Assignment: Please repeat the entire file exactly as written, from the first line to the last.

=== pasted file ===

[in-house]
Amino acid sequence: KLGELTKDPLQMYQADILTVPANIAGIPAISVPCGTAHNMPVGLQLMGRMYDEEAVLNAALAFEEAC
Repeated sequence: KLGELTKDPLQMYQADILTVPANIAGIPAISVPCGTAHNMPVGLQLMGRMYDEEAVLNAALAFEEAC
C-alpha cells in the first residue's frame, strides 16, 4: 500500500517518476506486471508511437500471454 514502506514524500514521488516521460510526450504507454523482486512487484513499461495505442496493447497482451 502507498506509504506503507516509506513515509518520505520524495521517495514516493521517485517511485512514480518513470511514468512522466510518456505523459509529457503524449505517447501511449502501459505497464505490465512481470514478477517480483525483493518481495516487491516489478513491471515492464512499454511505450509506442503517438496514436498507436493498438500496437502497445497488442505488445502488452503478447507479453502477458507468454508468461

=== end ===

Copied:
[in-house]
Amino acid sequence: KLGELTKDPLQMYQADILTVPANIAGIPAISVPCGTAHNMPVGLQLMGRMYDEEAVLNAALAFEEAC
Repeated sequence: KLGELTKDPLQMYQADILTVPANIAGIPAISVPCGTAHNMPVGLQLMGRMYDEEAVLNAALAFEEAC
C-alpha cells in the first residue's frame, strides 16, 4: 500500500517518476506486471508511437500471454 514502506514524500514521488516521460510526450504507454523482486512487484513499461495505442496493447497482451 502507498506509504506503507516509506513515509518520505520524495521517495514516493521517485517511485512514480518513470511514468512522466510518456505523459509529457503524449505517447501511449502501459505497464505490465512481470514478477517480483525483493518481495516487491516489478513491471515492464512499454511505450509506442503517438496514436498507436493498438500496437502497445497488442505488445502488452503478447507479453502477458507468454508468461